Here at W+K London we are lucky enough to have a spacious staircase that is whitewashed and perfect for displaying artwork. This month we are privileged to be exhibiting the work of photographer Sam Barker.
Sam began his career in the late '90s at the London School of Printing. It was here he developed the distinctive style that gained him recognition from The Guardian and The Telegraph and subsequently worldwide publishing houses and advertising agencies. His work also features in the National Portrait Gallery permanent collection and has earned him numerous awards.
Barker’s most recent search for subject matter has taken him further afield to Iraq, Columbia and Bhutan. It was last year’s trip to Ethiopia’s Omo Valley that inspired the series of pictures we have on display here. During this journey he encountered three indigenous tribes and the resulting photographs attempt to capture a sense of their culture, utilising Sam’s distinctive photography technique.
The pictures themselves offer a glimpse into a distinctly foreign world, shaped largely by the tribe’s environment and lifestyle. Clever use of lighting, a famous feature of Sam’s work, sets off figures against indistinct, sometimes eerie expanses of bush land. Bright white skin paint and traditional garments reflect brightly, as do foreground trees and shrubs. Bold postures and displayed weapons remind us that, while these people are mysterious and beautiful, they’re not models.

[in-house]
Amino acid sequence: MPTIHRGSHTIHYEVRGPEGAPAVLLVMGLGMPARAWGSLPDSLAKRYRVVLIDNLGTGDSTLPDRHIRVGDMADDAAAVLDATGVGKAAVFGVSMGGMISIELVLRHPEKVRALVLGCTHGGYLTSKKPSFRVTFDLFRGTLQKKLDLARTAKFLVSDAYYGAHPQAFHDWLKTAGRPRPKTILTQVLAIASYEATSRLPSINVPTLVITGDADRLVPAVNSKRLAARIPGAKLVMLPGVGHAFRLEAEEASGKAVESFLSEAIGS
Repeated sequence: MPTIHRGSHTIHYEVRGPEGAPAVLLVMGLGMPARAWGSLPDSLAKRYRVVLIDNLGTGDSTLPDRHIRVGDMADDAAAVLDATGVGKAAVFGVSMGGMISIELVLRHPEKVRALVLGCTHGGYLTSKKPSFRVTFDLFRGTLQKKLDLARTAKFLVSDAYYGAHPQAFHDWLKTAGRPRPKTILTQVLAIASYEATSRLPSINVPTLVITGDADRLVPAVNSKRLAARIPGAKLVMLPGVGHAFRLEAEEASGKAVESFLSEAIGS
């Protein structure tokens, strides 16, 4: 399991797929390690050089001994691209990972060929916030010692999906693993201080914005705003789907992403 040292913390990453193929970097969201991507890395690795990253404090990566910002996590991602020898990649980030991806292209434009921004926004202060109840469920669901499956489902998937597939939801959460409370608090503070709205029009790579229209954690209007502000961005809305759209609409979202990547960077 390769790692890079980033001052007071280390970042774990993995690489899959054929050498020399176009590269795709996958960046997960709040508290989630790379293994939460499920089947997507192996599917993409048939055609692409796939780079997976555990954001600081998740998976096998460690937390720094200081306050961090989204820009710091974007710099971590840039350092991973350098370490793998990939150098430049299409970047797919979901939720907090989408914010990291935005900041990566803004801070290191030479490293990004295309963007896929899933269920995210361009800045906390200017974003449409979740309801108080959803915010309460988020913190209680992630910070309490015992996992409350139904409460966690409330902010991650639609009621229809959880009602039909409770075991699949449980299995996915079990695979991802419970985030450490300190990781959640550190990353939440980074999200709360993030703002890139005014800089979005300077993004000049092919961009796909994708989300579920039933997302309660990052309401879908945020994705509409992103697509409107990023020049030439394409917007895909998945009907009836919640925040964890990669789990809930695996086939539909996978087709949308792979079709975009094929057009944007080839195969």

‘These people are not models, they are warriors who have killed… they are mothers, grandmothers, children.’
He explores the relationship between camera, sitter and lights, an alien experience for the tribespeople of the Omo Valley and perhaps responsible for the weary expressions worn by some of the sitters. Above all Sam seeks ‘to convey the dignity of the Omo tribespeople and the power they seem to wield’. In our minds he achieves this with great effect.
You can see more of Sam’s work here.